Japanese researchers will soon create a controlled meltdown to prepare and help find ways to avoid disasters like the Fukushima nuclear accident that took place almost two years ago.
A Mini Meltdown
Using a mini-reactor about a meter long. The experiment will test a small fuel rod in a very rapid fission process. The project will begin sometime later this year as they will first start the fission process and then turn off the cooling for the mini-reactor, resulting in a meltdown.
Tomoyuki Sugiyama from Japan Atomic Energy Agency said to MSN, “We want to study exactly how meltdowns happen and apply what we will learn to help improve ways to deal with severe accidents in the future.”
It will be the first experiment of such to be carried out by the Japanese agency. But similar projects have been done in several major nations with atomic power such as the United States and France.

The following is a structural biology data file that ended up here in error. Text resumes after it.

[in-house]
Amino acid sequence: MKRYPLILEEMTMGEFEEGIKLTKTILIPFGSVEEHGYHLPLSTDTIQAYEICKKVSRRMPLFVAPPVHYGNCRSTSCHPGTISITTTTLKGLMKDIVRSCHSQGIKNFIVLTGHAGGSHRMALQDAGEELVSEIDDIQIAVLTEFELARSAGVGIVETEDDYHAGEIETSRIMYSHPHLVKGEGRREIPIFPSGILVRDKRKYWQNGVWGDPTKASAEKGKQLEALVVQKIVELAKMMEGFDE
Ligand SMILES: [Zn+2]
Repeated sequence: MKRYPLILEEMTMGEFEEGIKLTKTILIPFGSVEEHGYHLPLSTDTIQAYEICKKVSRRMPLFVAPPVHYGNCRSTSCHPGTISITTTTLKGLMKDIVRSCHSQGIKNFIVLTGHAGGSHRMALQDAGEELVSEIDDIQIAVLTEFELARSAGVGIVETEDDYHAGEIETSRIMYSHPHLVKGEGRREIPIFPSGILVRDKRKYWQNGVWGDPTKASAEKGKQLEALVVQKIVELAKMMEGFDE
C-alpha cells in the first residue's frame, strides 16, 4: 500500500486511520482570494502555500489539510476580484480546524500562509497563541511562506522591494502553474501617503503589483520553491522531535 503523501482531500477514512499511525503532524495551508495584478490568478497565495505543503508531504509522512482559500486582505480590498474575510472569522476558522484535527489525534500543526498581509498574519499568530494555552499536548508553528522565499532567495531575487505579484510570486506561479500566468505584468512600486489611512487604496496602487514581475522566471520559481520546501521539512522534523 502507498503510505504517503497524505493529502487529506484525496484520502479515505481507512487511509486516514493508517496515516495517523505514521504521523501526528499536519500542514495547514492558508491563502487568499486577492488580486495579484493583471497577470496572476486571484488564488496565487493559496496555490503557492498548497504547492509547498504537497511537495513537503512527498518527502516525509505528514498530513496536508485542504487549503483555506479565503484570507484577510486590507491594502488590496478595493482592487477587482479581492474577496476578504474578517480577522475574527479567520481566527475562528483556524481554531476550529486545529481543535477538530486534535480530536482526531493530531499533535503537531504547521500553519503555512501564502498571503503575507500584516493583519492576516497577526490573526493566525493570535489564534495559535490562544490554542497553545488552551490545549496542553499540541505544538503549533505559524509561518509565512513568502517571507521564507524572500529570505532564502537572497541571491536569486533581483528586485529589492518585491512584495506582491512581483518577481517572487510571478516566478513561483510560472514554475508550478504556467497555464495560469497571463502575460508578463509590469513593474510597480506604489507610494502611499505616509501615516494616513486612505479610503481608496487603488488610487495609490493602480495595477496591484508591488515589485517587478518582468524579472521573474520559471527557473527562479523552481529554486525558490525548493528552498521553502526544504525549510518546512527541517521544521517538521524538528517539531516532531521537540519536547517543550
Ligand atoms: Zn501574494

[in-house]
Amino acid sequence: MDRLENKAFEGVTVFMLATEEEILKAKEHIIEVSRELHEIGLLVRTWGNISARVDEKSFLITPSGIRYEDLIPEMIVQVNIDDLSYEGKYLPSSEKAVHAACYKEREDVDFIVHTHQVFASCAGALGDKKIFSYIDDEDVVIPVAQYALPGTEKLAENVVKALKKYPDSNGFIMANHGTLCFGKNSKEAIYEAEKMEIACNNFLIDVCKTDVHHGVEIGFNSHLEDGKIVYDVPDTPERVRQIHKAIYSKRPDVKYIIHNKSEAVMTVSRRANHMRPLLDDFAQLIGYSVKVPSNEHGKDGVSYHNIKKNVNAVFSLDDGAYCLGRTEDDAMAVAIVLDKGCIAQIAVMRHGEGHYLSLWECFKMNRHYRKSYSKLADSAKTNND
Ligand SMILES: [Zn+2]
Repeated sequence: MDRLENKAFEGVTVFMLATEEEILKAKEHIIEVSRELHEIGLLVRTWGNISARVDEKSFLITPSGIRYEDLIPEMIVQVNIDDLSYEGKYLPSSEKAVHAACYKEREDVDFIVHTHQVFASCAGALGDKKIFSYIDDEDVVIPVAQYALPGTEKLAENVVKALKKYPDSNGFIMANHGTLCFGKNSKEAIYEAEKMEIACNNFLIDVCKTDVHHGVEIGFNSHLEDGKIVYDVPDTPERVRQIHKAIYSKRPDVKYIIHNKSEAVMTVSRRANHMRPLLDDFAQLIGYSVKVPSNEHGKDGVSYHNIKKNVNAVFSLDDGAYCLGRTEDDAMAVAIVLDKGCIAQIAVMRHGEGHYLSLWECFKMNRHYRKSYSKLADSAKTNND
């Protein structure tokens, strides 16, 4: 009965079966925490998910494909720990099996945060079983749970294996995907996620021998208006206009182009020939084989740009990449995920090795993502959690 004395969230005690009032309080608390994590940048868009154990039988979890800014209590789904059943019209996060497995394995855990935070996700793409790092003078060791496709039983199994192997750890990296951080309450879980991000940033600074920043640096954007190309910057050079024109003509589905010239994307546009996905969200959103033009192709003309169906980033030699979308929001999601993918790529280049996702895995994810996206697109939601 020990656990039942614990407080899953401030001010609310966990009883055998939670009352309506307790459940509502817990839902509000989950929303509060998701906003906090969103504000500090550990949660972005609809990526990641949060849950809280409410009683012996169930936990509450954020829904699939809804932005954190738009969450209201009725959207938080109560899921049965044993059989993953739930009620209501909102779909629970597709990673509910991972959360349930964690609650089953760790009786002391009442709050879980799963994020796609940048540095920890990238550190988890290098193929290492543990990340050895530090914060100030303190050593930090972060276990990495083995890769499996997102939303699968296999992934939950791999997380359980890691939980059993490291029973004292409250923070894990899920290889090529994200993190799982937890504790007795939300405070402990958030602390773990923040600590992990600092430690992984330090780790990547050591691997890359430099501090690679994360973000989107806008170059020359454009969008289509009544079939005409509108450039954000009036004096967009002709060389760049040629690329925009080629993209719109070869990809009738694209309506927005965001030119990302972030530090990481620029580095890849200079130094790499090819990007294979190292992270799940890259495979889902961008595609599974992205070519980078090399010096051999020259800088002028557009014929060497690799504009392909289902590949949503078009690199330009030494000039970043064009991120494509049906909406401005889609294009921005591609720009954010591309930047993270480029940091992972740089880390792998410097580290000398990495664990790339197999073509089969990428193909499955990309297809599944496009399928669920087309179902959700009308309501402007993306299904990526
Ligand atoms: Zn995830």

The Fukushima disaster
Following a big earthquake in March 2011 and a resulting tsunami shortly afterward, the cooling system of Fukushima Nuclear Power plant failed to result in the release of radioactivity.
Immediately after the earthquake, reactors 1–3 shut down via control rods. But when the tsunami arrived 50 minutes later, the 14-meter tall tsunami overwhelmed the plant’s seawall and the water flooded the rooms in which the emergency generators were housed. This caused the diesel generators to fail and power was cut to the critical pumps that should continuously circulate coolant water keeping the fuel rods from melting. The secondary emergency backup pumps ran on electrical batteries, but these ran out of power the day after.
Eventually, the cooling was successfully restarted, but not until radioactive materials had escaped into the surrounding lands, sea, and air.
No deaths followed the short term radiation exposure but future cancer deaths rates caused by radiation exposure among the population living near Fukushima are predicted to be elevated.